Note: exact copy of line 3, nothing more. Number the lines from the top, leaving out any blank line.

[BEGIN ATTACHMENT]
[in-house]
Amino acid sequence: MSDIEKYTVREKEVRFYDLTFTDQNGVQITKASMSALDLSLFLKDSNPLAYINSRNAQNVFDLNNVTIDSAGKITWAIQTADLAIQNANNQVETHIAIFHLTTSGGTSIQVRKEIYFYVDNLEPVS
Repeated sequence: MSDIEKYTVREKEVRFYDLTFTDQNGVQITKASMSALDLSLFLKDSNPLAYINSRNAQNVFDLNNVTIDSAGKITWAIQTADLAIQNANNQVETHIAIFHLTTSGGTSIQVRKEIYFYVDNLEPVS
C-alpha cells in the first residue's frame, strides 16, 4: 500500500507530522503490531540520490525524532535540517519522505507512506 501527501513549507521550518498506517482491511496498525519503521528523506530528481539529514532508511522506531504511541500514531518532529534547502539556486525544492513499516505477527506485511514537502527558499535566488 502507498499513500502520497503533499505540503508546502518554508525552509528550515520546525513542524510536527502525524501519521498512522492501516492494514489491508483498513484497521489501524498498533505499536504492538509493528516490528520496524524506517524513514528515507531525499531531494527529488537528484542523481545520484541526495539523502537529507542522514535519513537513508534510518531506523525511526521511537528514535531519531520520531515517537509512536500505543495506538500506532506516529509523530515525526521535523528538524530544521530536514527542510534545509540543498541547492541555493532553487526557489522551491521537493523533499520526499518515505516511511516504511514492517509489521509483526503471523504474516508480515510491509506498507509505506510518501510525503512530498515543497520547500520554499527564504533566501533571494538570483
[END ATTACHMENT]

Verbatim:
Repeated sequence: MSDIEKYTVREKEVRFYDLTFTDQNGVQITKASMSALDLSLFLKDSNPLAYINSRNAQNVFDLNNVTIDSAGKITWAIQTADLAIQNANNQVETHIAIFHLTTSGGTSIQVRKEIYFYVDNLEPVS